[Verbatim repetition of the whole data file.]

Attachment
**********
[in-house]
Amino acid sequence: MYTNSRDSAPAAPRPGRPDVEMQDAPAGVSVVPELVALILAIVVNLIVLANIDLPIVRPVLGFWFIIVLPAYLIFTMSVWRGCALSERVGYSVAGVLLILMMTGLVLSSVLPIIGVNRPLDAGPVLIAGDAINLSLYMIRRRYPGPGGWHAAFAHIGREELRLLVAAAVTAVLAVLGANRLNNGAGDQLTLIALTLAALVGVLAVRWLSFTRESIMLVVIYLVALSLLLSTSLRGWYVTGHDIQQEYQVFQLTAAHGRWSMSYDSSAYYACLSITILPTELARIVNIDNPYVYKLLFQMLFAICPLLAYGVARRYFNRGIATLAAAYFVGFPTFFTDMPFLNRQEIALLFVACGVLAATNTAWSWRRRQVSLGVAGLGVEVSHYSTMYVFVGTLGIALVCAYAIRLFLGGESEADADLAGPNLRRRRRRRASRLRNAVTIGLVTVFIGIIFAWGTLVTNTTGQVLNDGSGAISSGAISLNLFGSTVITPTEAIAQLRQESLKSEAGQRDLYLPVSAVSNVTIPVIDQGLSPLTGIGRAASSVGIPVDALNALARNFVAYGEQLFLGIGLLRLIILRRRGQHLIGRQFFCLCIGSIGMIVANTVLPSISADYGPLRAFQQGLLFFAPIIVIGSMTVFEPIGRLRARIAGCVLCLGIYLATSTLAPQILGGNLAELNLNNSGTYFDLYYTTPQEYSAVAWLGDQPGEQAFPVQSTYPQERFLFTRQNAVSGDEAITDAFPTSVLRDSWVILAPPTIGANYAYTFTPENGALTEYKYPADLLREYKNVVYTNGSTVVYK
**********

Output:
[in-house]
Amino acid sequence: MYTNSRDSAPAAPRPGRPDVEMQDAPAGVSVVPELVALILAIVVNLIVLANIDLPIVRPVLGFWFIIVLPAYLIFTMSVWRGCALSERVGYSVAGVLLILMMTGLVLSSVLPIIGVNRPLDAGPVLIAGDAINLSLYMIRRRYPGPGGWHAAFAHIGREELRLLVAAAVTAVLAVLGANRLNNGAGDQLTLIALTLAALVGVLAVRWLSFTRESIMLVVIYLVALSLLLSTSLRGWYVTGHDIQQEYQVFQLTAAHGRWSMSYDSSAYYACLSITILPTELARIVNIDNPYVYKLLFQMLFAICPLLAYGVARRYFNRGIATLAAAYFVGFPTFFTDMPFLNRQEIALLFVACGVLAATNTAWSWRRRQVSLGVAGLGVEVSHYSTMYVFVGTLGIALVCAYAIRLFLGGESEADADLAGPNLRRRRRRRASRLRNAVTIGLVTVFIGIIFAWGTLVTNTTGQVLNDGSGAISSGAISLNLFGSTVITPTEAIAQLRQESLKSEAGQRDLYLPVSAVSNVTIPVIDQGLSPLTGIGRAASSVGIPVDALNALARNFVAYGEQLFLGIGLLRLIILRRRGQHLIGRQFFCLCIGSIGMIVANTVLPSISADYGPLRAFQQGLLFFAPIIVIGSMTVFEPIGRLRARIAGCVLCLGIYLATSTLAPQILGGNLAELNLNNSGTYFDLYYTTPQEYSAVAWLGDQPGEQAFPVQSTYPQERFLFTRQNAVSGDEAITDAFPTSVLRDSWVILAPPTIGANYAYTFTPENGALTEYKYPADLLREYKNVVYTNGSTVVYK